UPDATE: Buckfastleigh bird flu man says he's 'well but lonely'

By Newsdesk   |   Newsdesk   |
Friday 7th January 2022 4:00 pm
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Alan Gosling pic SWNS

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THE BUCKFASTLEIGH man at the centre of the UK’s first case of a human to catch a strain of bird flu has described feeling ‘well but lonely’.

Alan Gosling, 79, who looked after wild ducks at his home for many years, has been identified as the man who became infected with a particular strain of the virus.

Father-of-three Alan, is believed to have caught the disease from ducks he had adopted.

He began to see some of his flock falling ill in late December which resulted in all 160 being culled soon after.

Doctors then did tests to see if Alan himself had become infected despite the fact the H5N1 strain had never infected a human before.

The tests came back positive.

Retired train driver Alan is now isolated at home as he grieves his ducks and with his family growing increasingly concerned.

Alan said he is feeling ‘absolutely fine but very lonely’.

He said: ‘As far as health is concerned, I’m fine, but I can’t stop thinking about the ducks.

‘I’m as fit and healthy now as I was donkeys years ago, because looking after the ducks kept me busy and active every day.

‘I can’t believe it, some of them I had for 12, 13 years since they were tiny chicks and I hand-reared them.

‘I had to watch them being killed and I couldn’t do anything to help them.

‘At the moment, I don’t know what to do with my days.

‘Before I would always be outside with the ducks, they kept my days fully booked and that was how I liked it.

‘My ducks are all I can think about.

‘The poor buggers were all killed with no thought for the animals.’

The Muscovy ducks originally lived in a public area near Alan’s home.

He started to feed them, eventually becoming friendly enough over a number of years that he was able to bring them to his property to live with him.

His daughter-in-law Ellesha Gosling, 26, and son Richard Gosling, 47, say they are worried.

Ellesha said: ‘The past couple of weeks have been hell. Alan told us when the birds were killed, it was the ’worst moment of his life’.

‘He saw all of his ducks killed, and they were like his closest friends.

‘The culling of his beloved ducks has destroyed him, it’s broken him.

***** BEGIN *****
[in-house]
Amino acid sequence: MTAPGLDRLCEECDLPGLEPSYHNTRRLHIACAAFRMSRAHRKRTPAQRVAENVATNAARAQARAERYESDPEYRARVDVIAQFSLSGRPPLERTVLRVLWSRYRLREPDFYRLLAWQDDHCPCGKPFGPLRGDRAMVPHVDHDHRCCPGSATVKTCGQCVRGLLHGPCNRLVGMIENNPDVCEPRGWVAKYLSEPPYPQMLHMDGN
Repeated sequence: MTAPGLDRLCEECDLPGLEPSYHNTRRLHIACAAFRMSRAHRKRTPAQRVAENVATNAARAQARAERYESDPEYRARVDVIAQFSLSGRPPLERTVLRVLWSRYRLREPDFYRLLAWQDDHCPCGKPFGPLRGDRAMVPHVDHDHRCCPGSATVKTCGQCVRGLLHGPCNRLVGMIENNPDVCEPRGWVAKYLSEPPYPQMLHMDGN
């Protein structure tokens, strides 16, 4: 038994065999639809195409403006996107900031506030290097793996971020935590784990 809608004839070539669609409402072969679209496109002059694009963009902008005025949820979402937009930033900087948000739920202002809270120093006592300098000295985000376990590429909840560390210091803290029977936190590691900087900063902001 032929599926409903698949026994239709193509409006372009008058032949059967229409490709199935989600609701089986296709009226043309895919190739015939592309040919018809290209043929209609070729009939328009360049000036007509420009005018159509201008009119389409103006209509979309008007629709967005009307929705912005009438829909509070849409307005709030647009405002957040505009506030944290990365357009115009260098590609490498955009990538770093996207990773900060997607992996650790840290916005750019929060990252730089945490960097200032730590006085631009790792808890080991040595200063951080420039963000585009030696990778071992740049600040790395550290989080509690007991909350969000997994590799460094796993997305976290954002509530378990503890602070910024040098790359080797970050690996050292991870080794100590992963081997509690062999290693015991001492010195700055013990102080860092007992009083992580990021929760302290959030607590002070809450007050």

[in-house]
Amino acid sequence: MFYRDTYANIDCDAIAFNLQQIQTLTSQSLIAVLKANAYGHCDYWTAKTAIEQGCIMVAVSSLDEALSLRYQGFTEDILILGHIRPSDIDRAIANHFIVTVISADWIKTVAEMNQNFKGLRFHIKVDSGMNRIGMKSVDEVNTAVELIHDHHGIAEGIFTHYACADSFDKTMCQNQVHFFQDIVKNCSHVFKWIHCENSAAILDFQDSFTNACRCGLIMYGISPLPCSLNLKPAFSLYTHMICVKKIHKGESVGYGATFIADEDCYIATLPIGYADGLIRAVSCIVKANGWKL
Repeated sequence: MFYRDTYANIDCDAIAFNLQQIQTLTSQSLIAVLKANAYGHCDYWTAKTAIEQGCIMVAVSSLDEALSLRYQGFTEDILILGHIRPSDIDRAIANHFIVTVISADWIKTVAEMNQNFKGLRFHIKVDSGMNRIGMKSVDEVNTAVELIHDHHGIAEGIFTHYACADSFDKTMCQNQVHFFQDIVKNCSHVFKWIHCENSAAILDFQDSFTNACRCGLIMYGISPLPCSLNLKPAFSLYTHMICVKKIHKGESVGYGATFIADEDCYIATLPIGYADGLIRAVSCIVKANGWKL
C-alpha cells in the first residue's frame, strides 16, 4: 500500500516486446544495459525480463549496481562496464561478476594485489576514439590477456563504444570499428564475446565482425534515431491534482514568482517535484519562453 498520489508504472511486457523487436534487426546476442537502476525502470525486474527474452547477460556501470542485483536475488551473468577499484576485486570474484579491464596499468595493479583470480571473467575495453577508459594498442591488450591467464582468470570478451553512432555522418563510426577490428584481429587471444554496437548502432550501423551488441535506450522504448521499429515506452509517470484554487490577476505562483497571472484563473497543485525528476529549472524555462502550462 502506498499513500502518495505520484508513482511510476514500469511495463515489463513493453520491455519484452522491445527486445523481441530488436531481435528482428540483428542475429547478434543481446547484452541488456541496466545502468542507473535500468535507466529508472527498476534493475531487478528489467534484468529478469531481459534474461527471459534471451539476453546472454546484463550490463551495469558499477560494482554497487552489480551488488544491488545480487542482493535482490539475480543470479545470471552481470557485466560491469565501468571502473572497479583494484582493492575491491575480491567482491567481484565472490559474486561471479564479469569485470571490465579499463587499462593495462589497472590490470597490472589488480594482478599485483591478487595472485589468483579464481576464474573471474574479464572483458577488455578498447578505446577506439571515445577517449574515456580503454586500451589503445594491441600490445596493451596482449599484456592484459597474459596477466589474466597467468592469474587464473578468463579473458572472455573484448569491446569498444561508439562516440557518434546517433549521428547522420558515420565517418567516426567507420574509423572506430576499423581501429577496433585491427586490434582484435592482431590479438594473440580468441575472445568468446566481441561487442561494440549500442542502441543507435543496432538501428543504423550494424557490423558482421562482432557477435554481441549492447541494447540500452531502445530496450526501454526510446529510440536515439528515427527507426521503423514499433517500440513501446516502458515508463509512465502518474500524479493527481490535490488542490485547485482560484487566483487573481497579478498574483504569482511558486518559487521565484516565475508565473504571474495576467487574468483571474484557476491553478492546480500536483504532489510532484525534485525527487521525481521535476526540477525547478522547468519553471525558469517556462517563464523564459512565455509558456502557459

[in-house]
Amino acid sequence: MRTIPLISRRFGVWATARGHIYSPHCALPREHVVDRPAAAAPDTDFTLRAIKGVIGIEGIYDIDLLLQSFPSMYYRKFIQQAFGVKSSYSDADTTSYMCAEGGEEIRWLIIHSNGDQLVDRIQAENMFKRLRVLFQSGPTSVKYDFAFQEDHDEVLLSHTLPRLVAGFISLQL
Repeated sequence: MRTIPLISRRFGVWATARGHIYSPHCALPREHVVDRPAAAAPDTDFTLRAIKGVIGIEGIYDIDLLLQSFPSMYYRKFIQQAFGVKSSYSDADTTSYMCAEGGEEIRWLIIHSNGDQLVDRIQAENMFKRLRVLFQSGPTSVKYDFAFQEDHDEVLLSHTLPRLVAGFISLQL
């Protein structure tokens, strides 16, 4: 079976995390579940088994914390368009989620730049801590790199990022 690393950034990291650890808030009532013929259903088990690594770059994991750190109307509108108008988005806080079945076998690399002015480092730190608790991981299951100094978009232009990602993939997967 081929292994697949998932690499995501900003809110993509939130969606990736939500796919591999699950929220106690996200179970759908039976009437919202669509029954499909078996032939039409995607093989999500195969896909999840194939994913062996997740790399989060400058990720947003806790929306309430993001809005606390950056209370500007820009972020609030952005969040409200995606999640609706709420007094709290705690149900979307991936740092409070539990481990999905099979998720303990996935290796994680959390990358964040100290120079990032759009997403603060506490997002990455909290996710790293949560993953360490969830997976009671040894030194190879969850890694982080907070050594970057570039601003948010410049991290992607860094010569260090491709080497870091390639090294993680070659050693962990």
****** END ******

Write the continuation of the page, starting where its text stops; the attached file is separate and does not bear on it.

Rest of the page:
‘It has been so stressful and an absolute nightmare for us as a family.

‘He has told us he is not poorly but he’s really stubborn and we don’t think he would tell us if he was.

‘We are very worried, not just because of the flu, but because those ducks were his closest family and he has just lost all of them at once and now he’s stuck inside on his own.

‘It has devastated him.’

Ellesha said her father-in-law was ordered to test for the disease after the flock came up positive and were culled.

Duck expert Alan had forged a relationship with the Muscovy over a number of years and eventually took them in.

A few days before Christmas, Alan began to notice several ducks becoming sick.

Government officials from the Animal and Plant Welfare Agency and the Department for Environment, Food and Rural affairs and were called in and culled the birds to prevent the spread.

Alan’s pet budgies and cockatoo were also culled.

He has been told he must remain alone inside the contaminated property where the birds were killed while tests are being run.

Meanwhile, the family are pleading with authorities to go in and disinfect the property.

They claim they were told he would be ‘treated as if he has’ the condition until they know otherwise.

A press release shared by UK Health and Security Agency (HSA) confirmed a case in the South West of England, although did not name Alan.

It read: ‘Bird-to-human transmission of avian flu is very rare and has previously only occurred a small number of times in the UK.

‘The person acquired the infection from very close, regular contact with a large number of infected birds which they kept in and around their home over a prolonged period of time.

‘The case was detected after APHA identified an outbreak of outbreak of the H5N1 strain of avian flu in their flock of birds.

‘Their infection was identified through the routine monitoring which is conducted on anyone who has close contact with infected birds.

‘The infected birds have all been culled.’

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